News: Mammoth Mountain Seeks a Spark in Kamikaze Reboot
Can the legendary race once again make the Eastern Sierras resort a household name?
Photos courtesy of Mammoth Mountain
To most mountain bikers, Mammoth Mountain needs no introduction. This is, afterall, the ski resort that pioneered lift-accessed riding and, in turn, transformed a non-descript, dusty access road into one of the most famous race courses in the world.
Three decades after the Kamikaze Downhill race debuted, riders from around the globe still travel to the Eastern Sierra Mountains to channel their inner John Tomac or Greg Herbold on Mammoth’s hallowed volcanic pumice.
But, despite its rich cycling history in the 80s and 90s, mountain biking barely registered on the radar of resort executives in the 2000s, an era of new construction as Mammoth rode high on investments from then-majority owner Intrawest Corporation. The famous Kamikaze race ended in 2001.
“We’d been doing it for 16 years,” said Bill Cockroft, a 45-year Mammoth Mountain employee who came up with idea for the Kamikaze race back in 1984. “I didn’t have anybody behind me. There wasn’t a real instigator to push or pull, and I was happy to not do it.”
Other big races trailed off too. The final NORBA race was in 2005, and the Whiskey Creek Stage Race, once a major stop on the North American road racing circuit, had been gone since 1993.
Now, as Mammoth Mountain emerges from a difficult past few years, it wants to revive its reputation as a world-class cycling destination in order to attract more visitors and drum up business in the financially-strapped mountain community. A federal judge recently dismissed the town of Mammoth Lake’s bankruptcy case after the town settled a $43 million breach of development lawsuit filed in 2006 by its largest creditor. The town filed bankruptcy last July stating it couldn’t afford to pay the developer, and the two parties settled the following month.
On the heels of that financial fiasco, the mountain’s CEO and the town’s mayor were discussing how the region could aggressively attract more visitors. The idea of bringing back a bike race came up.
Cockroft, who started working at Mammoth as a 21-year-old ski patroller and is now a senior VP at the resort, was ready to revisit the Kamikaze.
He and the mountain operations team jammed for six months to prepare for the new Mammoth Kamikaze Games, which ran from Sept. 4-8. The weekend included a downhill race, an enduro, cross-country, dual slalom and speed and style and, perhaps the most anticipated, legends of the Kamikaze. Just like it sounds, that race brought back original racers like Brian Lopes (who won, on a 29er, on his birthday), Herbold, Joe Lawwill and Leigh Donovan to once again tear down the course at mach speeds. This time around with more suspension and fewer brightly colored skinsuits.
More than 1,700 people registered for the races and rides, which also included a road century and gran fondo, about 740 of those participated in mountain-bike events.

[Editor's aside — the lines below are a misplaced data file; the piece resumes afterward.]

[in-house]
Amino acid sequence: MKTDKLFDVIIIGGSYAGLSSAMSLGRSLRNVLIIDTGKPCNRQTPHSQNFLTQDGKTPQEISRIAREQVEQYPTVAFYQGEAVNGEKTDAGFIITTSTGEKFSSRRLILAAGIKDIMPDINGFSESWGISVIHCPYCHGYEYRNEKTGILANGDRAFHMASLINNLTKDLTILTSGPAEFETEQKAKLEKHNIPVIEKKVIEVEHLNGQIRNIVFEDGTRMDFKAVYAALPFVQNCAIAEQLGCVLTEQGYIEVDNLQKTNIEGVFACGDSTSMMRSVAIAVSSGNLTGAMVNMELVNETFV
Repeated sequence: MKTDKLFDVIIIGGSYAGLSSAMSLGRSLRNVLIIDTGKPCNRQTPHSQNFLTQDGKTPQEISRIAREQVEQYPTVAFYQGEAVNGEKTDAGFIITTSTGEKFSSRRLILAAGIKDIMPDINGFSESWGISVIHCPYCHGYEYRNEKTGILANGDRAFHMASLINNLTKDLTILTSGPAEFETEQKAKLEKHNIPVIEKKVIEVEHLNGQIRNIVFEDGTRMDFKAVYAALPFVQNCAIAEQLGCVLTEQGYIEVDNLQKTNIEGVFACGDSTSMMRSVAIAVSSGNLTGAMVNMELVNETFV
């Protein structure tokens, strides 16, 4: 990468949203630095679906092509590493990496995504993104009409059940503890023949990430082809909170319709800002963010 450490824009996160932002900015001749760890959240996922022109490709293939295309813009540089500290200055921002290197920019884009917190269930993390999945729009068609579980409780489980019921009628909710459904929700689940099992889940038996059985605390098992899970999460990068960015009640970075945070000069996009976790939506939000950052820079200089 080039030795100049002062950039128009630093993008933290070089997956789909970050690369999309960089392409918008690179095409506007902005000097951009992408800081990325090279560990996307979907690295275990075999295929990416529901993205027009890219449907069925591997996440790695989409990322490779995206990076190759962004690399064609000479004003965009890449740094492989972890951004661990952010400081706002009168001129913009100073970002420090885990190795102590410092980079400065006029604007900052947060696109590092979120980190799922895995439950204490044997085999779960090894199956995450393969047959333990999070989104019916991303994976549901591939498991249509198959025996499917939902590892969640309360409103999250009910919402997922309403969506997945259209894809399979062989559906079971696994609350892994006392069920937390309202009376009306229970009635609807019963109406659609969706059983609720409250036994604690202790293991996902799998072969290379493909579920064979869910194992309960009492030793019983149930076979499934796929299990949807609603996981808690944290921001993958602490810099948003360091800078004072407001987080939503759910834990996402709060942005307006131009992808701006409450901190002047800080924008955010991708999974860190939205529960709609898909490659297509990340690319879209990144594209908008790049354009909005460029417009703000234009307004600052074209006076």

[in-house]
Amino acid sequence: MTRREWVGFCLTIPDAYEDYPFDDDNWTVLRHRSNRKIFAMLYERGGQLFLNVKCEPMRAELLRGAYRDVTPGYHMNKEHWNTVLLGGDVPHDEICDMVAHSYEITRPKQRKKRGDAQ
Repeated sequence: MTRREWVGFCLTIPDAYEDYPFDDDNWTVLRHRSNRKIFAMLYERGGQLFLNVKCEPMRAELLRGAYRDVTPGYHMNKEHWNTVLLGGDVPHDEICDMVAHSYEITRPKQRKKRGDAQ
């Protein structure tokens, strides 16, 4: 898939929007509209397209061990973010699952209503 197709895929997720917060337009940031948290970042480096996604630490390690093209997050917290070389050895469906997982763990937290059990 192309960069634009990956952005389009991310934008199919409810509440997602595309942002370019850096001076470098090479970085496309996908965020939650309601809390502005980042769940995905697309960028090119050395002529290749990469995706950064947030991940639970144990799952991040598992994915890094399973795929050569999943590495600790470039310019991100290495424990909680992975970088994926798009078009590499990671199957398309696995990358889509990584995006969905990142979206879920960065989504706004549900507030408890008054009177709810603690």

The enduro tested riders on the loose pumice, rock gardens and wooden bridges littered throughout the double black diamond Bullet DH and black diamond Follow Me trails. The race finished with a gondola transfer that shot riders up to the 11,053-foot summit of Mammoth Mountain to the start of a 5.3-mile timed downhill run skirting the edge of the famous Dave’s Run bowl, then dropping 2,700 feet to Canyon Lodge. If they were brave enough to unpeel their eyes from the rocky, technical trail, riders were rewarded with a panoramic view of the jagged peaks of the Sierras dotted with high-alpine lakes, before dipping into the trees at mid-mountain.
Even though only 60 percent of the 300 race slots filled in its first year, it’s that enduro race that Cockroft sees the most potential in as Mammoth reinvents its mountain biking identity.
“It was pretty fun to see there was an appetite for the race in Mammoth,” he said. “I was talking to the guys here like Brian Lopes, Greg Herbold, Joe Lawwill, those guys were very complimentary that we pulled off the enduro. I think there’s a big avenue for enduro and I think we could make a big mark.”
Cockroft, who was previously the president of NORBA for a decade and helped the USA Cycling push to get mountain biking in the Olympics, has also considered lobbying for a stop on the Freeride Mountain Bike tour to bring more attention to the trails.
In the mean time, Mammoth continues to invest in its mountain-bike park, the main attraction for summertime visitors. Right now, Mammoth gets about 40,000 paid visits during the summer compared with 1.3 million during the winter.
Dave Geirman is the man tasked with keeping the mountain’s 80 miles of trails updated, ridable and fun, no easy task given its almost moonlike characteristics with exposure, loose rock and a lack of dirt. If you’ve ever grinned while flying down the pavers in Twilight Zone or arcing on the signature wooden bridge on Follow Me, direct your high-fives to Geirman, the mountain’s bike park director and another one of Mammoth’s earliest employees.
After building the beginner-friendly Discovery Zone last year, Geirman plans to spend the next couple of summers making sure the existing trails remain ridable and sustainable before embarking on building new XC and DH trails.
He would like to see the Kamikaze Bike Games grow into an entire bike week with a festival atmosphere that showcases the park’s variety of trails and unique building techniques, and elevates Mammoth back to a household name.
“We consider ourselves one of the top three parks behind Whistler, and it’s debatable whether we’ve surpassed Northstar or not, but we think we’re back in the mix as one of the better competitors out there,” Geirman said.
Press play below to watch highlights from the 2013 season at Mammoth’s bike park: